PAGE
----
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Domain 7:

Genetics and Genetic Tools

The Cytology of Bacterial Conjugation

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  • Authors: Matthew W. Gilmour1,5, Trevor D. Lawley2,5, and Diane E. Taylor3
  • Editor: James M. Slauch4
  • VIEW AFFILIATIONS HIDE AFFILIATIONS
    Affiliations: 1: Department of Medical Microbiology and Immunology, University of Alberta, Edmonton, Alberta, Canada T6G 2R3; 2: Department of Medical Microbiology and Immunology, University of Alberta, Edmonton, Alberta, Canada T6G 2R3; 3: Department of Medical Microbiology and Immunology, University of Alberta, Edmonton, Alberta, Canada T6G 2R3; 4: The Schoold of Molecular and Cellular Biology, University of Illinois at Urbana-Champaign, Urbana, IL
  • Received 13 May 2004 Accepted 21 July 2004 Published 15 November 2004
  • Address correspondence to Diane E. Taylor Diane.Taylor@ualberta.ca
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  • Abstract:

    This review focuses on the membrane-associated structures present at cell-cell contact sites during bacterial conjugation. These transfer proteins/structures have roles in the formation and stabilization of mating contacts and ultimately the passage of substrate across the cell envelope between two bacterial cells. The review presents evidence for the dynamic interaction between donor and recipient cells, including the assembly of a transmembrane protein complex, and concludes with a refined model for the mechanism of bacterial conjugation. Bacterial conjugation, in addition to being a mechanism for genome evolution, can be considered as a mechanism for macromolecular secretion. In particular, plasmid-conjugative transfer is classified as a type IV secretion (T4S) system and represents the only known bacterial system for secretion of DNA. In all known conjugative transfer systems, a multitude of proteins are required for both plasmid transfer and pilus production. The plasmids discussed in the review include the F factor; the P group of plasmids, including RP4 and R751 (rigid); and the H plasmid group, including R27 (also thick flexible). With the LacI-GFP/ system, the F, P, and H plasmids were observed to reside at well-defined positions located at the mid and quarter-cell positions of throughout the vegetative cycle. In this review, recent observations based on bacterial cell biology techniques, including visualization of plasmid DNA and proteins at the subcellular level, have been combined with electron and light microscopy studies of mating cells to create an integrated overview of gram-negative bacterial conjugation, a concept referred to as the conjugative cycle.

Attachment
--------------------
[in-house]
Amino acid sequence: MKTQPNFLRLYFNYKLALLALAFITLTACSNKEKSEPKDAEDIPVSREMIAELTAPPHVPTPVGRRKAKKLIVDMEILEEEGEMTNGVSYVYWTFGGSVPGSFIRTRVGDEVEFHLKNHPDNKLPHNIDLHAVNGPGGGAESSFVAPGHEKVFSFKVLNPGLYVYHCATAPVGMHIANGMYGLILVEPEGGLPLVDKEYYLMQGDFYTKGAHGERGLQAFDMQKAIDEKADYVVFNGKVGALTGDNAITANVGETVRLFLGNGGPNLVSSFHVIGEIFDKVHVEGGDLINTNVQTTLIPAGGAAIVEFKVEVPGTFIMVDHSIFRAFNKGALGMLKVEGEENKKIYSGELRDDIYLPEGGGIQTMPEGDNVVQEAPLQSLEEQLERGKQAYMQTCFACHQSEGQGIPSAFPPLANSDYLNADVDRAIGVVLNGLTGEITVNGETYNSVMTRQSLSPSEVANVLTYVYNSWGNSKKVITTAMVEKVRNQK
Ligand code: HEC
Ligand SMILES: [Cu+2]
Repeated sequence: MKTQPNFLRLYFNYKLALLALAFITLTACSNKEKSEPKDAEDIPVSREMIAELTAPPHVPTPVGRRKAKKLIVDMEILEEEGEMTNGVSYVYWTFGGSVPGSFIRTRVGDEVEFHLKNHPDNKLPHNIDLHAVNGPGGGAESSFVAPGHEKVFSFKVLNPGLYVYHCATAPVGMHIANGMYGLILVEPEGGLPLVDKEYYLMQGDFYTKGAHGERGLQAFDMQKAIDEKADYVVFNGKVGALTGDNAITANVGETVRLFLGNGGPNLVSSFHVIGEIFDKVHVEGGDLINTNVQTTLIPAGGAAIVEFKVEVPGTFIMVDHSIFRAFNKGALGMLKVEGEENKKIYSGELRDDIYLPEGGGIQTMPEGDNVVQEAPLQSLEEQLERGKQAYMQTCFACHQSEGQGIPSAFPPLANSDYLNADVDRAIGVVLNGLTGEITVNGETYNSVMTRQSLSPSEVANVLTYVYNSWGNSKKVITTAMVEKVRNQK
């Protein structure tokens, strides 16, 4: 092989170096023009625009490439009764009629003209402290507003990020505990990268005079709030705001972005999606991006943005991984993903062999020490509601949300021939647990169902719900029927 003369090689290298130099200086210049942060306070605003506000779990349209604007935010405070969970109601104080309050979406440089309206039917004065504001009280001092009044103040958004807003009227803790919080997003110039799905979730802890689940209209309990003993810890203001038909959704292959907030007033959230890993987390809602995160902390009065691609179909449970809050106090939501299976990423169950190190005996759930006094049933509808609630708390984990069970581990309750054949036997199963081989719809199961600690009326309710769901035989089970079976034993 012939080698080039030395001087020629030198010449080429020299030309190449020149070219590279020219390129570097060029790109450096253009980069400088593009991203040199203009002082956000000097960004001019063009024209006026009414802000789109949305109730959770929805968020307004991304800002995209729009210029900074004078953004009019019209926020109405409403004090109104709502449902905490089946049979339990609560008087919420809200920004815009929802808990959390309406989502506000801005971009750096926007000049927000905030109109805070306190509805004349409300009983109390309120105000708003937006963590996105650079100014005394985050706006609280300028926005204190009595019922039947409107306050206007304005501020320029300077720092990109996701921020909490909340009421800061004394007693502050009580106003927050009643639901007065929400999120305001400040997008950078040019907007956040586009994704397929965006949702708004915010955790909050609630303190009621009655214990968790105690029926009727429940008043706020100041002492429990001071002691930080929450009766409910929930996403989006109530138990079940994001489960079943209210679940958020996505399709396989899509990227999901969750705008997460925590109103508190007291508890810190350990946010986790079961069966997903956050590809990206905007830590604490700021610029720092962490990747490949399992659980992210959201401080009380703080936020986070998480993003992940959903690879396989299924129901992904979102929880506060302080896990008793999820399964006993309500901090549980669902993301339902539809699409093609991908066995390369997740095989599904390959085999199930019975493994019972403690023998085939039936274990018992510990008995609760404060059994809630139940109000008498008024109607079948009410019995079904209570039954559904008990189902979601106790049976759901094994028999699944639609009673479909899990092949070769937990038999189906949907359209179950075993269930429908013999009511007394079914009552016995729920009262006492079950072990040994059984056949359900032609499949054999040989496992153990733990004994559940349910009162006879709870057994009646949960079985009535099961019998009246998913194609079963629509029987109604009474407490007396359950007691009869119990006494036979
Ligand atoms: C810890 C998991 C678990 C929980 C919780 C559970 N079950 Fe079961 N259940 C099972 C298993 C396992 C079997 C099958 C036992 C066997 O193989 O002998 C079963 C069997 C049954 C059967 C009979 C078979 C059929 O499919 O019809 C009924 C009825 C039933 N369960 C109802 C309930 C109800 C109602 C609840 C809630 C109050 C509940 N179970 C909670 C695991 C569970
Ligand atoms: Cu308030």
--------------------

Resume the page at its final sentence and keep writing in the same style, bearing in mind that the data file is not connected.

• Citation: Gilmour M, Lawley T, Taylor D. 2004. The Cytology of Bacterial Conjugation, EcoSal Plus 2004; doi:10.1128/ecosalplus.2.2.3

Key Concept Ranking

Type III Secretion System
0.41259092
Type IV Secretion Systems
0.41227925
Outer Membrane Proteins
0.35280168
Transmission Electron Microscopy
0.34594807
0.41259092

References

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/content/journal/ecosalplus/10.1128/ecosalplus.2.2.3
2004-11-15
2017-11-21

Abstract: